Rep. Sandy Layman (R-Cohasset) called the Radinovich hiring “an isolated incident,” and successfully offered an amendment to the amendment to require positions classified as managerial to be posted, and applications accepted, for at least 21 days.
With an aim of making state elections safer and more accessible to all Minnesotans, much of the omnibus elections bill has been rolled into the omnibus state government finance bill: including the restoration of voting rights to people who have been convicted of a felony once they complete their incarceration; a way for Minnesotans to be automatically registered to vote when applying for a Minnesota driver’s license, state identification card, or learner’s permit; requiring free regular route transit service on the day of a state general election; appropriating $6 million in federal Help America Vote Act grant funding for election system security improvements; permitting all local governments to use ranked-choice voting for local officials; and establishing a Redistricting Advisory Commission to draw and recommend new congressional and legislative district boundaries after each census.
“(These are) issues that people of Minnesota have been talking about for quite some time,” said Rep. Raymond Dehn (DFL-Mpls), chair of the House Subcommittee on Elections. “They’re wanting us as a Legislature to take action that impact our elections in our state, impacting people’s accessibility to their right to vote, making voting easier for people regardless of disability, geographic location or possibly even those getting a new start.”
Rep. Jim Nash (R-Waconia) unsuccessfully offered an amendment to remove the elections section of the omnibus bill. He noted that no matter which party is in charge, elections provisions traditionally travel as their own bill.
“We have one of the most hyper-partisan elections bills you have ever seen,” Nash said.
Rep. Jamie Long (DFL-Mpls) successfully offered an amendment that would require a presidential candidate to release their five most recent federal tax returns at least 63 days before a presidential primary or they would not appear on the nomination ballot. Nash added an amendment to the amendment so a state constitutional office must do the same by at least 63 days before the primary or state general election or not appear on the ballot.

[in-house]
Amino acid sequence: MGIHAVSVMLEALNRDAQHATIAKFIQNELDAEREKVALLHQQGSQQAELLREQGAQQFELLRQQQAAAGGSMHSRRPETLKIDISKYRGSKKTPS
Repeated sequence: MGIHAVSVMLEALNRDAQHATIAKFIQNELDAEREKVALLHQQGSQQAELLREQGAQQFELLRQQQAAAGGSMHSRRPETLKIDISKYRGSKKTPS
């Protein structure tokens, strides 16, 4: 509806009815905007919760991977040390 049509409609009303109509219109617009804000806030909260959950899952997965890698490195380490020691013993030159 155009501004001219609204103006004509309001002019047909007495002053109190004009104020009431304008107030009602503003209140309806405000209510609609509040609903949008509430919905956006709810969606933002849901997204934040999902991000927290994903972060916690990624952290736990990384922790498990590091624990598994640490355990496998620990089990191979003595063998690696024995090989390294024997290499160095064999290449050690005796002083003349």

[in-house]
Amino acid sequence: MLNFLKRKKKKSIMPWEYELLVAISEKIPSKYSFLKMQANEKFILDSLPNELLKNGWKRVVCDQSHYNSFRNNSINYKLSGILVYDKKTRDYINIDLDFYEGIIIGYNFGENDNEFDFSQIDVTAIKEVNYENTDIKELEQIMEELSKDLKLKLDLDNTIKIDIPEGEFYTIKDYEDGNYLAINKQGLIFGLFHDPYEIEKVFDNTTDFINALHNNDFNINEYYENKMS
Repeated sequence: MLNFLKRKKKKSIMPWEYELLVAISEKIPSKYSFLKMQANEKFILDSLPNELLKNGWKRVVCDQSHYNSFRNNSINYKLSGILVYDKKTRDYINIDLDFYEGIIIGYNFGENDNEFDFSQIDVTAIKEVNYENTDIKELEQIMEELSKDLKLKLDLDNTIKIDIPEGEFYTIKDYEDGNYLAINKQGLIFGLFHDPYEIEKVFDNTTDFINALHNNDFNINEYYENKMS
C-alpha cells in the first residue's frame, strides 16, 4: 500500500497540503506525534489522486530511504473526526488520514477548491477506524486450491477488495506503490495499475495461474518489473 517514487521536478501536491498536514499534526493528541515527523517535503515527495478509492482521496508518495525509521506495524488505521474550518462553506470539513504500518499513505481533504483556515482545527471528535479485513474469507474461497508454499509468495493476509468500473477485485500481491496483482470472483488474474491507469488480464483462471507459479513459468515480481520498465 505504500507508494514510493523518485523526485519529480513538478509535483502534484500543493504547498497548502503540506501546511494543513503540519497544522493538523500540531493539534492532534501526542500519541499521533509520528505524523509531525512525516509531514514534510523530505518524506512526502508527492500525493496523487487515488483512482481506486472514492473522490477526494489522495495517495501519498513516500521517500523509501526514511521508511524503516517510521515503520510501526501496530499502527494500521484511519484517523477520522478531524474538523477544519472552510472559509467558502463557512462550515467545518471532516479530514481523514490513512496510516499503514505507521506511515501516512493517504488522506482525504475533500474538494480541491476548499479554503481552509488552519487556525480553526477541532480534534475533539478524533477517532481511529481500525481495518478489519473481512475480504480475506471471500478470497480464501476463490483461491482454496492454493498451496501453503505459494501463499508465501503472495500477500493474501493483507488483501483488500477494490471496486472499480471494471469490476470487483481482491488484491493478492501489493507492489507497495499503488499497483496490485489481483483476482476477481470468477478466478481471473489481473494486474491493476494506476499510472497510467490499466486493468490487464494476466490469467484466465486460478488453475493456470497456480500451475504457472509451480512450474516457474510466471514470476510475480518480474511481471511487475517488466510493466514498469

Veterans and Military Affairs
Nearly $210 million would be spent on veterans and military affairs activity, a nearly $4.7 million increase over base. Of that, $2 million would be to sustain state enlistment and retention bonus programs; $775,000 is an operating adjustment for state veterans cemeteries; $544,000 is for Department of Veterans Affairs programs and services operating adjustments; and $500,000 is to expand Minnesota Service CORE, which brings community-based services directly to veterans and their families at no cost.
Among its policy highlights, the bill would create an alternative sentencing option for veterans with service-connected trauma, substance abuse, or mental health condition who commit certain crimes.
“If we can afford to send our young folks overseas to take care of our business in wars and police action, we certainly need to take care of them when they come back,” Ecklund said. He chairs the House Veterans and Military Affairs Finance and Policy Division.
An amendment from Rep. Tou Xiong (DFL-Maplewood) would make May 14 Hmong Veterans Memorial Day “in honor of Southeast Asians, Lao, Americans, and their allies who served, suffered, sacrificed, or died in the Secret War in Laos during the Vietnam War in the years 1961 to 1975 in support of the armed forces of the United States,” and an amendment from Rep. Jamie Becker-Finn (DFL-Roseville) would designate the first Saturday in October as Veterans Suicide Awareness Day.
An amendment to Xiong’s amendment offered by Rep. Bob Dettmer (R-Forest Lake) was withdrawn after Xiong urged voting against the proposal to designated June 30 as American Allies Day, “for the purpose of honoring foreign-born persons who fought in conflicts around the world on behalf of and alongside the United States armed forces.”